Yes. So says Christina Hoff Sommers, author of The War Against Boys: How Misguided Policies Are Harming Our Young Men, which has just been reissued. In an interview on The National Review, she said:
Today’s classrooms tend to be feelings-centered, risk-averse, competition-free, and sedentary. As early as pre-school and kindergarten, boys can be punished for behaving like boys. The characteristic play of young males is “rough-and-tumble” play. There is no known society where little boys fail to evince this behavior (girls do it too, but far less). In many schools, rough-and-tumble play is no longer tolerated. Well-meaning but intolerant adults are insisting “tug of war” be changed to “tug of peace”; games such as tag are being replaced with “circle of friends” — in which no one is ever out. Boys as young as five or six can be suspended for playing cops and robbers. Our schools have become hostile environments for most boys.
Over on Slate’s Double X Factor, Amanda Hess takes Sommers to task for her criticism of schools that promote “circle of friends” instead of tag. Hess writes that, at its core, circle of friends is just freeze tag by another name, and Hoff’s claims of its emasculating effects are overstated. Witness for example when Jon Stewart asked Sommers about which schools exactly have outlawed tag in an interview on The Daily Show. She wasn’t able to provide any statistics to support her argument.
My sense is that Sommers, like many nonfiction authors, is building a trend where one may not exist. And yet I agree with some of what she has to say, and do think that a certain kind of over-cautious, logocentric thinking about children can be damaging, whether it’s directed toward boys or girls.
I saw this first hand a couple of years ago, when my son was two, and spent Tuesday and Thursday mornings at a yoga-centric preschool program. The classroom had no windows, and the students were not taken outside to run around and play. There was time for unstructured free-play, but the toys could not be moved from area to area in the classroom or used in ways that they weren’t intended — in other words, messes and unbounded creativity were frowned upon. Also, the space was small, so the kids had to play together, which my son wasn’t into. Yoga required following directions, and he wasn’t into that either! Socialization equalled cooperation (group art projects), and self-control meant keeping oneself calm and contained (sitting in circle).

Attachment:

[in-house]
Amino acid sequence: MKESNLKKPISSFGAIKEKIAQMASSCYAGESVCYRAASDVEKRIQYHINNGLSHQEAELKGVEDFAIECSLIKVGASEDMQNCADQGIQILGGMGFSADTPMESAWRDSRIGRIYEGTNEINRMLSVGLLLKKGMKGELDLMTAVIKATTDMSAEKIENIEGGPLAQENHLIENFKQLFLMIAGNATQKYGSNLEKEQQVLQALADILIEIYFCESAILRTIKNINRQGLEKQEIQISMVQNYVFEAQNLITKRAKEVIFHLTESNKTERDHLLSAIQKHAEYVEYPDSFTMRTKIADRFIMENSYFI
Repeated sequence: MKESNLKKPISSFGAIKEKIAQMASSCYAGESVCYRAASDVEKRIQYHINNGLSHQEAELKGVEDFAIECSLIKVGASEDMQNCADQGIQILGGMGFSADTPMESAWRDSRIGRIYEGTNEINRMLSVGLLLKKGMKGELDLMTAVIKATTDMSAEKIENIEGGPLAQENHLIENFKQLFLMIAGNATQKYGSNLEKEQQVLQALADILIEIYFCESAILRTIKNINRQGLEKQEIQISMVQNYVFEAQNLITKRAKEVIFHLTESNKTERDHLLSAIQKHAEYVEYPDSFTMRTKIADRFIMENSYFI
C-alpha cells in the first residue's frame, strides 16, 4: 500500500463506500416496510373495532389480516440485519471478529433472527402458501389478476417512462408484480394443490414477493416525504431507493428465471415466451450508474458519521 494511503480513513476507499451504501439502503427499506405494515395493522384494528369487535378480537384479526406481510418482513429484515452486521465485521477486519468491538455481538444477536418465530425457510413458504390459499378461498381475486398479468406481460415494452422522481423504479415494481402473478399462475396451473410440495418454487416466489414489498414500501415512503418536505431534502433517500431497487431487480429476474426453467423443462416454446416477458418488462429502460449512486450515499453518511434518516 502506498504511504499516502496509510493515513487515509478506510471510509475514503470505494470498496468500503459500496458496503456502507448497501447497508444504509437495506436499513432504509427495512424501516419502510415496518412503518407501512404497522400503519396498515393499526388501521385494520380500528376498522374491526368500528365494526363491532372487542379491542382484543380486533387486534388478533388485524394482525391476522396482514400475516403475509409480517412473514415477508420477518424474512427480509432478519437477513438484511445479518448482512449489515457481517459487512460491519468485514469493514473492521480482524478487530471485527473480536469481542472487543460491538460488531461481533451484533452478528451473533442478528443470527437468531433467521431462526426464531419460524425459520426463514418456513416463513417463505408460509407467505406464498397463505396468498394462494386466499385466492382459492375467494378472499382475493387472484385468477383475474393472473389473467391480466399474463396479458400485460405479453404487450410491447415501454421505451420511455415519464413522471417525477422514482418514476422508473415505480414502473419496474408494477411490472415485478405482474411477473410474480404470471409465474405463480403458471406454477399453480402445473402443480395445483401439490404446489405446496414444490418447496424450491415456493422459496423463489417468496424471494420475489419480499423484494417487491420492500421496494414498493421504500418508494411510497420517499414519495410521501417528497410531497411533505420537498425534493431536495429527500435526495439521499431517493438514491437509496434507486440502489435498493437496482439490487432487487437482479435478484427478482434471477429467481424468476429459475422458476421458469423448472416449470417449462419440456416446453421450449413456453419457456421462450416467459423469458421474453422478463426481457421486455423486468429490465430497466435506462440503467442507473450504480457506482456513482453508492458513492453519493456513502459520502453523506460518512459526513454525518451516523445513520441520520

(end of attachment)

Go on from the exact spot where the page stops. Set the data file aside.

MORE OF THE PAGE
My son hated it. He bit, hit, scratched, and acted out with other kids and his teachers. At one point the director of the program took me aside and suggested I seek a behavioral therapist for help, because obviously something was wrong with my son since he couldn’t exist in a friendly, orderly classroom.
Well, he was two years old! A force of chaos, for sure. I know little girls who were and are the same, and I also know boys who were and are not so defiant. But I will concede that, especially as I see my son at pre-K now, boys in general have a lot of physical energy, and the things which captivate them are concrete building, making, destroying and often happen in solitude and not a group.
From my limited experience as a fifth grade public school teacher, collaborative learning was the norm, gym and recess considered extras (since they took time away from the essentials of reading and writing), and completing tasks that required a fluency with language and number skills took precedence over constructive, kinesthetic activities. In general, creativity and individuality was frowned upon, in favor of memorization and cooperation. More boys struggled to achieve in this environment than girls.
What’s to be done about this? On a nationwide level, I’m not sure. Obviously a greater conversation about how our schools serve our children needs to happen, because it seems to me that schools are doing an overall dismal job, for boys and girls alike.
As parents of little boys, and of little girls with active, physical temperaments, we can hold back from pushing our kids too hard to succeed in a system designed to make them fail. We kept my son out of a school program for a year, and that year has made all the difference — he is now better able to handle the requirements of a classroom environment. Boys can be slow starters, late to bloom and develop. It’s ok to let them go slow.